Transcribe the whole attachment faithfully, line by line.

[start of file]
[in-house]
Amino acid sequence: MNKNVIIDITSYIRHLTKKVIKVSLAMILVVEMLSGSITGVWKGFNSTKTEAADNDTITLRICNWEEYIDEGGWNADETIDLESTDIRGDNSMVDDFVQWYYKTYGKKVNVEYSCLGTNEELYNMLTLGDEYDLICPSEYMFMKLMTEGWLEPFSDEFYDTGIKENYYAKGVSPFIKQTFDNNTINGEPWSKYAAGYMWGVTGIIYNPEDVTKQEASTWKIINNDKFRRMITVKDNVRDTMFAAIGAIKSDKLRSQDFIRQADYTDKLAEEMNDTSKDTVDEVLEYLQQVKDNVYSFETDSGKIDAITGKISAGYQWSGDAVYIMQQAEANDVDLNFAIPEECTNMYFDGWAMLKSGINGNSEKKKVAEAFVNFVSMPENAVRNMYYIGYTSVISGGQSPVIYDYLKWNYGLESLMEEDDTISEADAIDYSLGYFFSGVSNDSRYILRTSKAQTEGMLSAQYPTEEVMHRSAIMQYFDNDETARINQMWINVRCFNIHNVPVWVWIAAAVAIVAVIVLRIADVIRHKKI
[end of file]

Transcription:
[in-house]
Amino acid sequence: MNKNVIIDITSYIRHLTKKVIKVSLAMILVVEMLSGSITGVWKGFNSTKTEAADNDTITLRICNWEEYIDEGGWNADETIDLESTDIRGDNSMVDDFVQWYYKTYGKKVNVEYSCLGTNEELYNMLTLGDEYDLICPSEYMFMKLMTEGWLEPFSDEFYDTGIKENYYAKGVSPFIKQTFDNNTINGEPWSKYAAGYMWGVTGIIYNPEDVTKQEASTWKIINNDKFRRMITVKDNVRDTMFAAIGAIKSDKLRSQDFIRQADYTDKLAEEMNDTSKDTVDEVLEYLQQVKDNVYSFETDSGKIDAITGKISAGYQWSGDAVYIMQQAEANDVDLNFAIPEECTNMYFDGWAMLKSGINGNSEKKKVAEAFVNFVSMPENAVRNMYYIGYTSVISGGQSPVIYDYLKWNYGLESLMEEDDTISEADAIDYSLGYFFSGVSNDSRYILRTSKAQTEGMLSAQYPTEEVMHRSAIMQYFDNDETARINQMWINVRCFNIHNVPVWVWIAAAVAIVAVIVLRIADVIRHKKI